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.. _docs-automated-analysis:
Automated analysis
The correctness and style of Pigweed's source code is continuously verified
using a suite of automated tools. We also make it easy to use the same tools
to verify the code of projects using Pigweed.
On presubmit or in CI we verify Pigweed using:
* pylint
* mypy
* clang-tidy
* AddressSanitizer (asan)
* ThreadSanitizer (tsan)
* UndefinedBehaviorSanitizer (ubsan)
* OSS-Fuzz
The rest of this document discusses these tools and their configuration in
greater detail, and how to use them in your own project.
Analysis tools
Static analysis
`PyLint`_ is a customizable Python linter. Pigweed complies with almost all
the default checks; see `.pylintrc`_ for details. PyLint detects problems such
as overly broad catch statements, unused arguments/variables, and mutable
default parameter values.
For upstream Pigweed, PyLint can be run with ``ninja python.lint.pylint`` or
``ninja python.lint``. It's also included in a variety of presubmit steps,
like ``static_analysis`` and ``python_checks.gn_python_check``. See the
`Enabling analysis for your project`_ section to learn how to run PyLint on
your Pigweed-based project.
.. _PyLint:
.. _.pylintrc:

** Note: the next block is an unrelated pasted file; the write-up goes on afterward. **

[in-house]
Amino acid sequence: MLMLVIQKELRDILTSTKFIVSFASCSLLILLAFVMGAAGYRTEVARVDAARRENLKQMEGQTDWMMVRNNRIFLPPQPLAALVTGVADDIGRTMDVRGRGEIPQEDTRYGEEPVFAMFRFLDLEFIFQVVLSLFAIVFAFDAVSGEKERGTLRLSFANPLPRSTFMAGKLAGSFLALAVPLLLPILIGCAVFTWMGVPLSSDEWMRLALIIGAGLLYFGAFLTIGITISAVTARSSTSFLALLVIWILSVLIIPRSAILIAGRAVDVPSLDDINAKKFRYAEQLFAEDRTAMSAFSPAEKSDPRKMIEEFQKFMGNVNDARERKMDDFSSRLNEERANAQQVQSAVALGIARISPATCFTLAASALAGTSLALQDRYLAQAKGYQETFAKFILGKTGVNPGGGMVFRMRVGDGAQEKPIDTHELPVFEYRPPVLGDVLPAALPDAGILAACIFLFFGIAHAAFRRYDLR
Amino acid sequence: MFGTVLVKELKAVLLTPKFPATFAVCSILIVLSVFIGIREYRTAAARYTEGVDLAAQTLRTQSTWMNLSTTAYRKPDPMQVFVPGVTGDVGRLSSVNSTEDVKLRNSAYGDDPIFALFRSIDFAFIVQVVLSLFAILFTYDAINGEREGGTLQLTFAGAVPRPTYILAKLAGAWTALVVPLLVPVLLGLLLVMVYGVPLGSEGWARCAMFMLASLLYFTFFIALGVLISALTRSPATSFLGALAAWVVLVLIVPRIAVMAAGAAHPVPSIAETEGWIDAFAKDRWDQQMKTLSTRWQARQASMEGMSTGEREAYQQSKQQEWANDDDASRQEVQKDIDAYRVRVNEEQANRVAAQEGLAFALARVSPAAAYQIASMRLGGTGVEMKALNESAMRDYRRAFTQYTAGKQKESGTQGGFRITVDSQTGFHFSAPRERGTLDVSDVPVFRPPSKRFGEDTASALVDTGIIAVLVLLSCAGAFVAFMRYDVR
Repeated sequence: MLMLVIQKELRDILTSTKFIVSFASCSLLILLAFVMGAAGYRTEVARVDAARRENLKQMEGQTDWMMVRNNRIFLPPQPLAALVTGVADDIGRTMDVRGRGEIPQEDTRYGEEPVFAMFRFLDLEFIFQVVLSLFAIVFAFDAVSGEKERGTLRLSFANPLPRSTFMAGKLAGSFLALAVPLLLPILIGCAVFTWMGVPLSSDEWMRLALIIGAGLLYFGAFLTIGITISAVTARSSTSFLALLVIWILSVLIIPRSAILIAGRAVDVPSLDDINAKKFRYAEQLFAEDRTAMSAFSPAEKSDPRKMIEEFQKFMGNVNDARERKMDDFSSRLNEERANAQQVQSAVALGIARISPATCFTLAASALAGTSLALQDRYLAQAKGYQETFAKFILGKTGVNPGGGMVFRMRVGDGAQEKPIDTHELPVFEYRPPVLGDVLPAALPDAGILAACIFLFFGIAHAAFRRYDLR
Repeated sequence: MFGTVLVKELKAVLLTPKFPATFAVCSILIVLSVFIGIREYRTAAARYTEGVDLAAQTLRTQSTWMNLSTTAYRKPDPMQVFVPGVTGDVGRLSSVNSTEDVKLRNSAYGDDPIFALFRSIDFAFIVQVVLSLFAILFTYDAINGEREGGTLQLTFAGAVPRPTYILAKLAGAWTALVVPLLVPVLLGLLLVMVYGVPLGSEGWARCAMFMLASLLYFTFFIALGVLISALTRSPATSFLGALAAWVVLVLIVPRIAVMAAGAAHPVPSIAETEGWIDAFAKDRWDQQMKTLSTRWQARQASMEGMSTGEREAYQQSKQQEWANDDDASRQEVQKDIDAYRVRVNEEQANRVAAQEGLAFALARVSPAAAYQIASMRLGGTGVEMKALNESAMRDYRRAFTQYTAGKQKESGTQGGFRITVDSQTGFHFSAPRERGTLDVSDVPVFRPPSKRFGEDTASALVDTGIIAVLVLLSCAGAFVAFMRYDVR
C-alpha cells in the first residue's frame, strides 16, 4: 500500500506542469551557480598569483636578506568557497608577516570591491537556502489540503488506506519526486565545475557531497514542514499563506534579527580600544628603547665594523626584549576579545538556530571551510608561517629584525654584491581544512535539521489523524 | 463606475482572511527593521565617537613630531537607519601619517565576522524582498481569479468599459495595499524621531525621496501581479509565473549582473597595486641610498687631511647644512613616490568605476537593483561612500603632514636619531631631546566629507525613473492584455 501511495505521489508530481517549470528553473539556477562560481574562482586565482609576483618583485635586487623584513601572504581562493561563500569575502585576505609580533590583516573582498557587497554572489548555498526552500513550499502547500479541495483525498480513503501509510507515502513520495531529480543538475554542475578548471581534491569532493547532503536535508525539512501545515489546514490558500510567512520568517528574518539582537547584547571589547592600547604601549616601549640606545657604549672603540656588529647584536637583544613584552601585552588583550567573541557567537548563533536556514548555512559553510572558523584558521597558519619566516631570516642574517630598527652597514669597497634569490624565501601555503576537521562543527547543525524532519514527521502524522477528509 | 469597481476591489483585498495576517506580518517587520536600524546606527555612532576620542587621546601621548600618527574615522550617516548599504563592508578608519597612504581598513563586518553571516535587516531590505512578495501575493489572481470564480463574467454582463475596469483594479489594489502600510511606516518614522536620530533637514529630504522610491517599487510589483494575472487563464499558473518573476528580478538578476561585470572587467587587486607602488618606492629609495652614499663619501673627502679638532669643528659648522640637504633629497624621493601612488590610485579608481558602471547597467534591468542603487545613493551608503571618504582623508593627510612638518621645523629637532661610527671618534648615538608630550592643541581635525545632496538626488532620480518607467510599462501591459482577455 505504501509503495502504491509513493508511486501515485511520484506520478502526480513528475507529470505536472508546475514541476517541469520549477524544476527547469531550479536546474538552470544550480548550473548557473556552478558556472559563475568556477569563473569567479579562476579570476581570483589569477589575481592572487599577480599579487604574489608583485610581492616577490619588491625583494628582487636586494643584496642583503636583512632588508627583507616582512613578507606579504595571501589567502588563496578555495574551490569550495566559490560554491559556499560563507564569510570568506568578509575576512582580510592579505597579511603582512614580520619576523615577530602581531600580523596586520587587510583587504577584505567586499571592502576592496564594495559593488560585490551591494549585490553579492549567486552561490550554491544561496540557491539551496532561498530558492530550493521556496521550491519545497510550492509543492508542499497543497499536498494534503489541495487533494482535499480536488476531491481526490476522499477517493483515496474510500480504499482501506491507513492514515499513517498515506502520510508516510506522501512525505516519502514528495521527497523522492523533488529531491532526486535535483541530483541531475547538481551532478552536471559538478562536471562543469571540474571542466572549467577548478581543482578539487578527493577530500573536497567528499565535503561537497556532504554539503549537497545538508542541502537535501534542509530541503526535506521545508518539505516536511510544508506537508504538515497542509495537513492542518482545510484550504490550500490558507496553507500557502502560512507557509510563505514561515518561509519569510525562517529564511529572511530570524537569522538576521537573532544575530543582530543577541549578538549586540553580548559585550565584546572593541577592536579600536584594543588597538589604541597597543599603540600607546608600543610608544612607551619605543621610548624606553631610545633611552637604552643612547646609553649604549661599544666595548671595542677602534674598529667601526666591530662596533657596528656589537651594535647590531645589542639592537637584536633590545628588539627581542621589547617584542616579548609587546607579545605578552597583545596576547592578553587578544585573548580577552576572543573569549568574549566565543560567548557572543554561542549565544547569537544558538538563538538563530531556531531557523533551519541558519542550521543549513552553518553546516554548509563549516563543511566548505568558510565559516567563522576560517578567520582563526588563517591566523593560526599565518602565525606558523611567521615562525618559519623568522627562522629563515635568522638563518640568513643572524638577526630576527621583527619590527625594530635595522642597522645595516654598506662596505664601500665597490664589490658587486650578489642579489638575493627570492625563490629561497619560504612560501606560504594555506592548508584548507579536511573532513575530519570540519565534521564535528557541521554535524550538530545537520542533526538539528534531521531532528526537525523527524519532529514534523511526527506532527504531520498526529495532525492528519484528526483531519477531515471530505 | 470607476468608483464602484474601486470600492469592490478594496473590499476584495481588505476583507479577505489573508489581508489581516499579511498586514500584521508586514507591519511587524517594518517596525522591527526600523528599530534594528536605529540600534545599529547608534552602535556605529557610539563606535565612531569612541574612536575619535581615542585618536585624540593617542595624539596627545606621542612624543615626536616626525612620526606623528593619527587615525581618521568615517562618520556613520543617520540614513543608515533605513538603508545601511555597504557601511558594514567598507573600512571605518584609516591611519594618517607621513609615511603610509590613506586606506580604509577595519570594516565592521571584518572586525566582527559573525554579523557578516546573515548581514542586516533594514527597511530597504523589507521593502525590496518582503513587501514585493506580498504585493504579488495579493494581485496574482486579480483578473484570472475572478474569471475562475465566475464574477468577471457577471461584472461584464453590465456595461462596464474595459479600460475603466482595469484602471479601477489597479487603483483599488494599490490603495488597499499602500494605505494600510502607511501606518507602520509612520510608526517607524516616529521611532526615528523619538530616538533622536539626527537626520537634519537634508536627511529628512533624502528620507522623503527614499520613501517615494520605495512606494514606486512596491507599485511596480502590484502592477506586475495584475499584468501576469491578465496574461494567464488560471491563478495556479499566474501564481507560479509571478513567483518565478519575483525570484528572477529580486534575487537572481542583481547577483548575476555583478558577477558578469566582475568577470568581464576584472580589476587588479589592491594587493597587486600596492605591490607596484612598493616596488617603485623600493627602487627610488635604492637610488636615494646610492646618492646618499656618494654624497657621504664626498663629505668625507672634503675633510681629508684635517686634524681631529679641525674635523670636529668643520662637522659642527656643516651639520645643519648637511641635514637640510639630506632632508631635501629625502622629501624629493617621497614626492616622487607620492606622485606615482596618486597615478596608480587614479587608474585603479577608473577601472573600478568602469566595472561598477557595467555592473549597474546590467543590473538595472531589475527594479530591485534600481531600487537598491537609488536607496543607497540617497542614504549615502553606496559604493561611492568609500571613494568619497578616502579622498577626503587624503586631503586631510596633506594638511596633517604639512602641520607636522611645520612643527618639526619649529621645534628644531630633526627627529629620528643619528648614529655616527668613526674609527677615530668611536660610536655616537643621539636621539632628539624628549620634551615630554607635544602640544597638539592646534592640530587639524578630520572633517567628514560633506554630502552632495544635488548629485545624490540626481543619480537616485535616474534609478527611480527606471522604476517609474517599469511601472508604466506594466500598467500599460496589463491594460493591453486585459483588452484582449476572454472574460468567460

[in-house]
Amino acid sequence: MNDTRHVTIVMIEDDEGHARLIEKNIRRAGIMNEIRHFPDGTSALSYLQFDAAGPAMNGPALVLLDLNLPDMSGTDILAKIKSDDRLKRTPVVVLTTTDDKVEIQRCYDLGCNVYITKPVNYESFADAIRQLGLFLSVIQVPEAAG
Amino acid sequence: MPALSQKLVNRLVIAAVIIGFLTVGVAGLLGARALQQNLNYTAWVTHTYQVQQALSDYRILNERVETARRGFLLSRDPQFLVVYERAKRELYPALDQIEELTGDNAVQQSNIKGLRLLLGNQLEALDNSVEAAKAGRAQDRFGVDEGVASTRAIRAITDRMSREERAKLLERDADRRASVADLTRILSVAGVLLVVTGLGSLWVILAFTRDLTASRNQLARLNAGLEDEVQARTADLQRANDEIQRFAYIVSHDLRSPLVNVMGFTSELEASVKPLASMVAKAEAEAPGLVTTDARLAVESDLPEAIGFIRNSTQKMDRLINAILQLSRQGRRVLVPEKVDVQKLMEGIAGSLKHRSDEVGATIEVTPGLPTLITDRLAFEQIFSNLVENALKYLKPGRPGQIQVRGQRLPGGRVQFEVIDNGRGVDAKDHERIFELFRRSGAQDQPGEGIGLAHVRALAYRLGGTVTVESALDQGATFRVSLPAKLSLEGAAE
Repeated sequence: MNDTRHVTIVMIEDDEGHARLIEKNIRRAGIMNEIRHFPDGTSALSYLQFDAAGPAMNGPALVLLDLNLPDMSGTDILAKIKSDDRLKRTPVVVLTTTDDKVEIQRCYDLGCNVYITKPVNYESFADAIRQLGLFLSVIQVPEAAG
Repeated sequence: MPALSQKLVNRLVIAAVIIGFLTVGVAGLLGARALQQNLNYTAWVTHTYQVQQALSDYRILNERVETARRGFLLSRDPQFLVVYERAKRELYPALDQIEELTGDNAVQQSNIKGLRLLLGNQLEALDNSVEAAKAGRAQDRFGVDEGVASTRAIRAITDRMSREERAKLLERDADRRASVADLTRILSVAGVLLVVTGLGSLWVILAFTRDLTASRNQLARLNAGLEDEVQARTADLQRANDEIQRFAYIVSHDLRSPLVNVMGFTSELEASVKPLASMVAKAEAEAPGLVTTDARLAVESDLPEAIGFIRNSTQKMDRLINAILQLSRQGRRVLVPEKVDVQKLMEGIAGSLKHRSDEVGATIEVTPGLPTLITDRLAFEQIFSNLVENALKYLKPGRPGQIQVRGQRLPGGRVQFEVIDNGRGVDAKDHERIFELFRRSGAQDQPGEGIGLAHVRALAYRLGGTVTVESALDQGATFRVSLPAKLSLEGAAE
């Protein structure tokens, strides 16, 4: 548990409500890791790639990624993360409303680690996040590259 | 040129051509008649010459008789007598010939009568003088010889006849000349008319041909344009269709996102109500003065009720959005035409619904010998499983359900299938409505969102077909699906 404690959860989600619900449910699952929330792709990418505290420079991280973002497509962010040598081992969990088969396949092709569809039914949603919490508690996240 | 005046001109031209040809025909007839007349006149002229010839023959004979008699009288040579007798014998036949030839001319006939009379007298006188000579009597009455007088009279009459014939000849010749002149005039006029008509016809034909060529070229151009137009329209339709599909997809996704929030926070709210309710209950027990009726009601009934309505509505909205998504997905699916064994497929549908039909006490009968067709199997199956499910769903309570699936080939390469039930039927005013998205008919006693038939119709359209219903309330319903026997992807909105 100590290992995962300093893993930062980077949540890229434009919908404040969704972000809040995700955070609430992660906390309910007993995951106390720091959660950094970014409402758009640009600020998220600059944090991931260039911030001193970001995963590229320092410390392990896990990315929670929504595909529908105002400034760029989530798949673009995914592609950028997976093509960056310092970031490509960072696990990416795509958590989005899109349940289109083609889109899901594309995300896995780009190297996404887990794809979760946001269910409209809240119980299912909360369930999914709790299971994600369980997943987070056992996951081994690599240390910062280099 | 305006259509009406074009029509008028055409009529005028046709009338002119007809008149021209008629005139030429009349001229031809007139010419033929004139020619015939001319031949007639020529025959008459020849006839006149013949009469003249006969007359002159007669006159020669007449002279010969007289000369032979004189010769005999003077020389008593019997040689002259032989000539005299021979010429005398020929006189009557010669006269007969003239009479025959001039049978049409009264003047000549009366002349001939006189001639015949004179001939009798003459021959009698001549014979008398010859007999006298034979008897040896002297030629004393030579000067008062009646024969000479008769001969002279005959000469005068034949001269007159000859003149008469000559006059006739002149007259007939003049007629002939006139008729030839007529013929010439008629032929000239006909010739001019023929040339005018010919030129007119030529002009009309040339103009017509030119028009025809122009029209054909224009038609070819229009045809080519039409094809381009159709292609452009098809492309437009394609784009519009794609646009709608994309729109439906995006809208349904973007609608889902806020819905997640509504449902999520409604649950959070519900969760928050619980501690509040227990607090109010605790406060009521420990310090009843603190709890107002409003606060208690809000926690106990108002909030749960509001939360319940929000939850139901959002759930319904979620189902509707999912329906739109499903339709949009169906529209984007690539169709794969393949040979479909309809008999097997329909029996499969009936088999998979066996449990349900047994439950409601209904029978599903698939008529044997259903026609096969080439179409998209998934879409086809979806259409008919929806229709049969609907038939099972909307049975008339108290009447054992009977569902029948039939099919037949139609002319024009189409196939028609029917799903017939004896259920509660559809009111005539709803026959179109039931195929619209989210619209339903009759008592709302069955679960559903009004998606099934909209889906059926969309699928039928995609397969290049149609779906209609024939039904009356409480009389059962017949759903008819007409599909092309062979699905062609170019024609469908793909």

Python 3 allows for `type annotations`_ for variables, function arguments, and
return values. Most, but not all, of Pigweed's Python code has type
annotations, and these annotations have caught real bugs in code that didn't
yet have unit tests. `Mypy`_ is an analysis tool that enforces these
Mypy helps find bugs like when a string is passed into a function that expects
a list of strings---since both are iterables this bug might otherwise be hard
to track down.
Mypy can be run with ``ninja python.lint.mypy`` or ``ninja python.lint``. It's
also included in a variety of presubmit steps, like ``static_analysis`` and
.. _type annotations:
.. _Mypy:
`clang-tidy`_ is a C++ "linter" and static analysis tool. It identifies
bug-prone patterns (e.g., use after move), non-idiomatic usage (e.g., creating
``std::unique_ptr`` with ``new`` rather than ``std::make_unique``), and
performance issues (e.g., unnecessary copies of loop variables).
While powerful, clang-tidy defines a very large number of checks, many of which
are special-purpose (e.g., only applicable to FPGA HLS code, or code using the
`Abseil`_ library) or have high false positive rates. Pigweed enables over 50
checks which are relevant to an embedded C/C++ library and have good
signal-to-noise ratios. The full list of Pigweed's checks is in `.clang-tidy`_.
We do not currently enable the `Clang Static Analyzers`_ because they suffer
from false positives, and their findings are time-consuming to manually verify.
clang-tidy can be run with ``ninja static_analysis`` or ``pw presubmit --step
static_analysis``. Note that as a static analysis tool, clang-tidy will not
produce any runnable binaries: it simply analyzes the source files.
.. _clang-tidy:
.. _Abseil:
.. _.clang-tidy:
.. _Clang Static Analyzers:
Clang sanitizers
We run all of Pigweed's unit tests with the additional instrumentation
described in this section. For more detail about these sanitizers, see the
`Github documentation`_.
* asan: `AddressSanitizer`_ detects memory errors such as out-of-bounds access
and use-after-free.
* msan: `MemorySanitizer`_ detects reads of uninitialized memory.
* tsan: `ThreadSanitizer`_ detects data races.
* ubsan: `UndefinedBehaviorSanitizer`_ is a fast undefined behavior detector.